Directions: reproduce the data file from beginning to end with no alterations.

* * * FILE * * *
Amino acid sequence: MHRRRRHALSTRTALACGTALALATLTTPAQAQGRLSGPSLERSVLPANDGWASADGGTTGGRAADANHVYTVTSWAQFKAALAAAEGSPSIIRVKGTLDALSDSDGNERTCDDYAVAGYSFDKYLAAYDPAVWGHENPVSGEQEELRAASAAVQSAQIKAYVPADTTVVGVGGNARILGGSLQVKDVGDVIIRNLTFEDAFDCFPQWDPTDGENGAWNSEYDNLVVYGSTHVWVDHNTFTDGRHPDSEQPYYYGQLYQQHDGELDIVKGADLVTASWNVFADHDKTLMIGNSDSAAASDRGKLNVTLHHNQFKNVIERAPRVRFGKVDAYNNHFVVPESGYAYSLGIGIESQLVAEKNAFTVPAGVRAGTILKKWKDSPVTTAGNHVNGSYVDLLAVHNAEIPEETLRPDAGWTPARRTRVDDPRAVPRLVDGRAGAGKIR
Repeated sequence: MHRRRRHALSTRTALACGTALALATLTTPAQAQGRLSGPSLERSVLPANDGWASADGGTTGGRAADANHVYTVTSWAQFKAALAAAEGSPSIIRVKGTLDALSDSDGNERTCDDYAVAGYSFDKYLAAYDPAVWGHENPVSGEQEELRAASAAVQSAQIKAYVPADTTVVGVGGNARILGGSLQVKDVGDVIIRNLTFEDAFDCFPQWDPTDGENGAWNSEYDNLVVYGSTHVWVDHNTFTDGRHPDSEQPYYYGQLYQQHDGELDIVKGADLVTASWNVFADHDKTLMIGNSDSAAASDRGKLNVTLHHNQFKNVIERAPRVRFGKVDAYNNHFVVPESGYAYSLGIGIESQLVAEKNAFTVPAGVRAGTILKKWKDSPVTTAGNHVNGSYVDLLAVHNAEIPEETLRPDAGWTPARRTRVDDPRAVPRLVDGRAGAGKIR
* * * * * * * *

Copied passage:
Amino acid sequence: MHRRRRHALSTRTALACGTALALATLTTPAQAQGRLSGPSLERSVLPANDGWASADGGTTGGRAADANHVYTVTSWAQFKAALAAAEGSPSIIRVKGTLDALSDSDGNERTCDDYAVAGYSFDKYLAAYDPAVWGHENPVSGEQEELRAASAAVQSAQIKAYVPADTTVVGVGGNARILGGSLQVKDVGDVIIRNLTFEDAFDCFPQWDPTDGENGAWNSEYDNLVVYGSTHVWVDHNTFTDGRHPDSEQPYYYGQLYQQHDGELDIVKGADLVTASWNVFADHDKTLMIGNSDSAAASDRGKLNVTLHHNQFKNVIERAPRVRFGKVDAYNNHFVVPESGYAYSLGIGIESQLVAEKNAFTVPAGVRAGTILKKWKDSPVTTAGNHVNGSYVDLLAVHNAEIPEETLRPDAGWTPARRTRVDDPRAVPRLVDGRAGAGKIR
Repeated sequence: MHRRRRHALSTRTALACGTALALATLTTPAQAQGRLSGPSLERSVLPANDGWASADGGTTGGRAADANHVYTVTSWAQFKAALAAAEGSPSIIRVKGTLDALSDSDGNERTCDDYAVAGYSFDKYLAAYDPAVWGHENPVSGEQEELRAASAAVQSAQIKAYVPADTTVVGVGGNARILGGSLQVKDVGDVIIRNLTFEDAFDCFPQWDPTDGENGAWNSEYDNLVVYGSTHVWVDHNTFTDGRHPDSEQPYYYGQLYQQHDGELDIVKGADLVTASWNVFADHDKTLMIGNSDSAAASDRGKLNVTLHHNQFKNVIERAPRVRFGKVDAYNNHFVVPESGYAYSLGIGIESQLVAEKNAFTVPAGVRAGTILKKWKDSPVTTAGNHVNGSYVDLLAVHNAEIPEETLRPDAGWTPARRTRVDDPRAVPRLVDGRAGAGKIR